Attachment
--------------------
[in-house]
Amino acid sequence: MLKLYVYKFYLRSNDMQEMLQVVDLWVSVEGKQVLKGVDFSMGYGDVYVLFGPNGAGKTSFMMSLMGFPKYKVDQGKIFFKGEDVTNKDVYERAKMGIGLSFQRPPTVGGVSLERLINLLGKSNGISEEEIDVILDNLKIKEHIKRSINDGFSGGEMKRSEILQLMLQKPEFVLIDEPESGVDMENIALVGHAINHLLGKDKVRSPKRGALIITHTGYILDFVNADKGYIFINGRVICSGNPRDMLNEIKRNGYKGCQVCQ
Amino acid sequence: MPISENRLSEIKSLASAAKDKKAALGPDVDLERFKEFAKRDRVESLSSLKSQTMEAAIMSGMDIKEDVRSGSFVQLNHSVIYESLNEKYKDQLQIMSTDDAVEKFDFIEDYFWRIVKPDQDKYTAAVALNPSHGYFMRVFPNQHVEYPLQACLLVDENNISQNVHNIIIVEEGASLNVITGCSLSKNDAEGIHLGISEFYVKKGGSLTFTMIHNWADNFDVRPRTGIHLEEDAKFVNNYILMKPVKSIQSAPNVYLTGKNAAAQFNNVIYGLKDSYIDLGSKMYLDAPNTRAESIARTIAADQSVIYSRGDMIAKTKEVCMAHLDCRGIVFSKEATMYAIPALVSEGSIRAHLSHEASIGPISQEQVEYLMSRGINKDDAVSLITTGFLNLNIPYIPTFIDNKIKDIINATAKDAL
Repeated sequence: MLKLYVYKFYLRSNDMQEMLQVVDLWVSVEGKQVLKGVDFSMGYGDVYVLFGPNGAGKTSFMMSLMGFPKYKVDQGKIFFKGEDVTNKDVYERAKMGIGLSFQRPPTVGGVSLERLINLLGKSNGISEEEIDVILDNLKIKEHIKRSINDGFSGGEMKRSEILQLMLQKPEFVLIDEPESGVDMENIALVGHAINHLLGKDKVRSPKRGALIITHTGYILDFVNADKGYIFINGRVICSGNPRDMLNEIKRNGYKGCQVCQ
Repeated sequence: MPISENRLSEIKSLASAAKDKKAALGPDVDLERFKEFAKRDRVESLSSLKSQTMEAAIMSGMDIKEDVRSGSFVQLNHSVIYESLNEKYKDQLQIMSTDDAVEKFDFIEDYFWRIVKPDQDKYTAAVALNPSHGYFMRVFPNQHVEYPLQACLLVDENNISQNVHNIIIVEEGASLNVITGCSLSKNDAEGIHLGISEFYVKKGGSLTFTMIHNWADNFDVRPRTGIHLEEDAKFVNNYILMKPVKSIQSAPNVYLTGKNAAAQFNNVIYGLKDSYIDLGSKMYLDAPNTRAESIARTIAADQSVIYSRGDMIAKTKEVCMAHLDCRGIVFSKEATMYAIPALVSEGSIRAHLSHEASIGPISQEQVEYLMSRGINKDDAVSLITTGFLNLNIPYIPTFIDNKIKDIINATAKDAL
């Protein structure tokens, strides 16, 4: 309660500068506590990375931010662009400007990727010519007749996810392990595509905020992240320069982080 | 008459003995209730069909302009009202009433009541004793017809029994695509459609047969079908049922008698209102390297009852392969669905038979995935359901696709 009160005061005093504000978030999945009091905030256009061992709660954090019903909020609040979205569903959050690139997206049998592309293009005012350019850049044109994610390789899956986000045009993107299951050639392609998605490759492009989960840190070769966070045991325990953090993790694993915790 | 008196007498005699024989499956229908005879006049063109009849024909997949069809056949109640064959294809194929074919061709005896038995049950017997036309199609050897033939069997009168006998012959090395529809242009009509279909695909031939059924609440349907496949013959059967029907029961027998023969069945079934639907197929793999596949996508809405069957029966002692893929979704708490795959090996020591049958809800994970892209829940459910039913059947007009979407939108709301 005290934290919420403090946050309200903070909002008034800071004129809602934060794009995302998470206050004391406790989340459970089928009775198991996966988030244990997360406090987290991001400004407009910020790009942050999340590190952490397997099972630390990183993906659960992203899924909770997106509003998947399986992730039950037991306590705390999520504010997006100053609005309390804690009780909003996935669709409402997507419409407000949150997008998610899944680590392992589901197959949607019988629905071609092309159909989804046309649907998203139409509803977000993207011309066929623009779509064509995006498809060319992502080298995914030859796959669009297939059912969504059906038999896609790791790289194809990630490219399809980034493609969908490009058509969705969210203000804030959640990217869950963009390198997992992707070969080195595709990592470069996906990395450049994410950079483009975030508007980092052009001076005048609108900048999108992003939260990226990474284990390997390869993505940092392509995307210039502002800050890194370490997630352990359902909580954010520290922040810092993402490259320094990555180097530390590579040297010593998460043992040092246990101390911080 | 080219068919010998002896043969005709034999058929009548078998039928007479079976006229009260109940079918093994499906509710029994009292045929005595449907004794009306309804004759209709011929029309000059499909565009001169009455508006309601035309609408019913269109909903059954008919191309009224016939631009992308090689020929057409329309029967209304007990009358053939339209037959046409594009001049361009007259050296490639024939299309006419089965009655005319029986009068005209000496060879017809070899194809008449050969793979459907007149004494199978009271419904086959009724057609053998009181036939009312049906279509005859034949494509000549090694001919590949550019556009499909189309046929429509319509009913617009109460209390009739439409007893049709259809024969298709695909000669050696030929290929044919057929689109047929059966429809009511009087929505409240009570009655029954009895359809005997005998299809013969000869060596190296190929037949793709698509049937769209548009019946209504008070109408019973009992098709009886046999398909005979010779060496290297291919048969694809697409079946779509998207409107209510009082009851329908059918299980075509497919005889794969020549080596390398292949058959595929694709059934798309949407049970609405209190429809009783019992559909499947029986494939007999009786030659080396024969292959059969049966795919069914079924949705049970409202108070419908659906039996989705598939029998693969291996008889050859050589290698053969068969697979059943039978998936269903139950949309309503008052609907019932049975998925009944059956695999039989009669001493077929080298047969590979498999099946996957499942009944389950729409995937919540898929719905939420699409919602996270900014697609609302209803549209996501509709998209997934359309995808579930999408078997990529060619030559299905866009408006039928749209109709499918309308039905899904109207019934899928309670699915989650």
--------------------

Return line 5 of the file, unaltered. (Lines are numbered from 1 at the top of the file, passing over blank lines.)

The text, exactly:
Repeated sequence: MPISENRLSEIKSLASAAKDKKAALGPDVDLERFKEFAKRDRVESLSSLKSQTMEAAIMSGMDIKEDVRSGSFVQLNHSVIYESLNEKYKDQLQIMSTDDAVEKFDFIEDYFWRIVKPDQDKYTAAVALNPSHGYFMRVFPNQHVEYPLQACLLVDENNISQNVHNIIIVEEGASLNVITGCSLSKNDAEGIHLGISEFYVKKGGSLTFTMIHNWADNFDVRPRTGIHLEEDAKFVNNYILMKPVKSIQSAPNVYLTGKNAAAQFNNVIYGLKDSYIDLGSKMYLDAPNTRAESIARTIAADQSVIYSRGDMIAKTKEVCMAHLDCRGIVFSKEATMYAIPALVSEGSIRAHLSHEASIGPISQEQVEYLMSRGINKDDAVSLITTGFLNLNIPYIPTFIDNKIKDIINATAKDAL